ISLAMABAD: Amid the political transition around the corner, the World Bank (WB) has asked Pakistan’s political parties and policymakers to evolve a broader consensus on the economic reform agenda by focusing on five major areas to fix the ailing economy.
“The broad-based policy shift is required for striking consensus on minimum reform agenda instead of just labelling it as a Charter of Economy. There was a lot of stop-and-go as well as policy reversals in the past so there is a need for a broader economic reforms agenda with full implementation mechanism,” WB’s Country Director Najy Benhassine stated on the occasion of the launch of a new programme titled “Reforms for a Brighter Future: Time to Decide’ here at WB Office on Friday.
The WB has come up with a prescription of identifying five major areas and recommended bringing the real estate and agriculture income into the tax net in order to jack up the tax-to-GDP ratio by 3 percentage points over the short term.
Over the long term, the WB suggests that tax collection could be doubled from the existing 9.6 per cent of GDP to around 22 per cent. The FBR fetched a collection of over Rs7.2 trillion in the last budget so the WB had projected the country’s potential to increase tax revenues up to more than Rs14-15 trillion on a per annum basis. “It requires the country’s reliance on direct taxation and removing tax exemptions which are being enjoyed by the wealthy and reducing the reliance on General Sales Tax (GST),” the WB’s lead economist Tobias Akhtar Haque said.
It disclosed that the prevalence of poverty has gone up by 5 percentage points increasing from 34.2 per cent to 39.4 per cent, falling 12.5 million people into cruel clutches of poverty. The unemployment rate has doubled and it went up from 6.3 per cent to 12.2 per cent in accordance with the latest estimation done by the WB.
WB County Director Najy Benhassine said that the country saw a lot of stop-and-go and reversal in policy implementations so the political transition coincided with the need to bring the economic reform agenda on the table for evolving consensus. When asked about the requirements of the Charter of Economy, he replied that there was a requirement for an economic reform agenda so broad lines could be drawn without labelling it with the Charter of Economy. Pakistan could raise its GDP growth up to 7-8pc by jacking up investment to 25 per cent of GDP, the WB stated.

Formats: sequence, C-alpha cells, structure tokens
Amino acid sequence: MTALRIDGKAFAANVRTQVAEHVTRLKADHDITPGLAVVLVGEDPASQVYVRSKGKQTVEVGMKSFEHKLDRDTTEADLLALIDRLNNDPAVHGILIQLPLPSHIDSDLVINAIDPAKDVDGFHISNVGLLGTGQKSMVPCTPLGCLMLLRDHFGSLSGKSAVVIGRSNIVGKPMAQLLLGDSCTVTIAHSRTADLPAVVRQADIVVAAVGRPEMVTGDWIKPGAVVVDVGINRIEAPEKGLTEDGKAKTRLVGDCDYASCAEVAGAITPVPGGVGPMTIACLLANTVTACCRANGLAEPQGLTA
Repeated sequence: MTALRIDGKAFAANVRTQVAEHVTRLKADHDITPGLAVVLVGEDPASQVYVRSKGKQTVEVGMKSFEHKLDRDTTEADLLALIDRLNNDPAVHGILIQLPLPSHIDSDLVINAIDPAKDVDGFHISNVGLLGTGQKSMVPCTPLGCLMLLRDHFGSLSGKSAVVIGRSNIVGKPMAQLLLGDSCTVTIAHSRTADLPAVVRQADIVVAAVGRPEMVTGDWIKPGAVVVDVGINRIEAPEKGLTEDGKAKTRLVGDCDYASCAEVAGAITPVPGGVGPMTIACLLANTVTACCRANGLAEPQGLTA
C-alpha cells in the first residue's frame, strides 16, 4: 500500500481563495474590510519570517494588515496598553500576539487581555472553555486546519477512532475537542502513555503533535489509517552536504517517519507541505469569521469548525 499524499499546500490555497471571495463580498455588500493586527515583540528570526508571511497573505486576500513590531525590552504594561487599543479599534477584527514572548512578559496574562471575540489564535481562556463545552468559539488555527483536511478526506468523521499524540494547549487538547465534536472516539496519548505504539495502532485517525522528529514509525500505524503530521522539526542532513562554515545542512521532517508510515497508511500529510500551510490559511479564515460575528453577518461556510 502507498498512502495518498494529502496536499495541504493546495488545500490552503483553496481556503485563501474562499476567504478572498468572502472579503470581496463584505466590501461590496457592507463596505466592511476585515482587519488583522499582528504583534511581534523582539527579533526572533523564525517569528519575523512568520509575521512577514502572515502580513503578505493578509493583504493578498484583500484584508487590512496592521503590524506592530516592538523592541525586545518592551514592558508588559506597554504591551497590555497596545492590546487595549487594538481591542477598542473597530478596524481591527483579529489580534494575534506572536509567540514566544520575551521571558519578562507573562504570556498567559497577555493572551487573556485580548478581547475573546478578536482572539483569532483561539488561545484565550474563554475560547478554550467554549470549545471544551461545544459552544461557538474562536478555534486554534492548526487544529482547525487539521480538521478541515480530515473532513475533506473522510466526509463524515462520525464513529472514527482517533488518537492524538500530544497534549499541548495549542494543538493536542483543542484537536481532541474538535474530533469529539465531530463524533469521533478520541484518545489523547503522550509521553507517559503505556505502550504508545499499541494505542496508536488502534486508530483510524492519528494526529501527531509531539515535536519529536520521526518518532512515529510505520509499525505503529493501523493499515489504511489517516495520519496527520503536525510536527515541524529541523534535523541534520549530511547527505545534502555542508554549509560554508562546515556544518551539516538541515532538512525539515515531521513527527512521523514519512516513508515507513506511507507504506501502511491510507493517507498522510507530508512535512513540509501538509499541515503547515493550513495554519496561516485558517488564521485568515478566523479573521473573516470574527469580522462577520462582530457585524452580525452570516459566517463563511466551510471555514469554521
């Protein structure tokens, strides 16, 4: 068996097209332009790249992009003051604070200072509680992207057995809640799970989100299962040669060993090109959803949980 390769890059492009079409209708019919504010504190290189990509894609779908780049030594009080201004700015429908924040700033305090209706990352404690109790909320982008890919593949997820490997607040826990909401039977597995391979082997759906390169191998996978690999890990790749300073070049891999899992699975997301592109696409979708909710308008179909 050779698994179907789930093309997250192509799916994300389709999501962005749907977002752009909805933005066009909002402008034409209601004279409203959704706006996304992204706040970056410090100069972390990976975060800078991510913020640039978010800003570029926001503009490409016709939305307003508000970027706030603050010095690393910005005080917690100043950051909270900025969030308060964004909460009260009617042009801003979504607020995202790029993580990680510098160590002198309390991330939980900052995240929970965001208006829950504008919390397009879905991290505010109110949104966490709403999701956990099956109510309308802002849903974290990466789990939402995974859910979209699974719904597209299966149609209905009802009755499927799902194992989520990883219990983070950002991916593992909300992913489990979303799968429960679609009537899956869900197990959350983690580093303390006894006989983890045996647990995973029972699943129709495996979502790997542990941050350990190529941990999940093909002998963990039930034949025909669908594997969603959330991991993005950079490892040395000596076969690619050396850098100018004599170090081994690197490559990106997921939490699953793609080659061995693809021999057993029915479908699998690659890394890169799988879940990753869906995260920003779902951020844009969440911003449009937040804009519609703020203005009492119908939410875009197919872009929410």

The WB identifies that Pakistan followed the boom and bust growth model and there is a potential that the country could increase 32 per cent GDP in five years by closing human capital gaps with peer countries. It requires developing and implementing a national strategy for coordinated action to address stunting, progressively increasing budgetary allocations to health, education, and social protection, as fiscal space becomes available, strengthening support to family planning, increasing the number of schools and quality of teaching, enhancing the efficiency of social protection spending.
The WB says that to move from a narrow, distortive, and inequitable tax system towards a system that is broad-based, efficient and equitable, Pakistan must (i) reduce or eliminate costly and often regressive duty and sales tax exemptions, (ii) increase excise on socially harmful goods including tobacco; (iii) expand the base for personal income tax by simplifying the structure, merging the schedules for salaried and non-salaried workers and lowering the tax-free thresholds; iv) increase or implement progressive taxation on property, retail and agriculture income particularly at provincial levels; and (v) introduce new environmental taxes and user charge including on carbon emissions or other pollutants.
The WB recommends a policy shift for human development as child stunting has become a major issue and Pakistan must develop a national strategy for coordinated efforts to address child stunting. For building a competitive and outward-oriented private sector, the WB has asked to maintain a market-based exchange rate aligned with fundamentals. To a query, the WB official said that there was a need to open up imports as delays were being used as a tool to impose import restrictions. The external financing gap will be shared in the upcoming report but import restrictions in the shape of delays might hurt the prospects of GDP growth.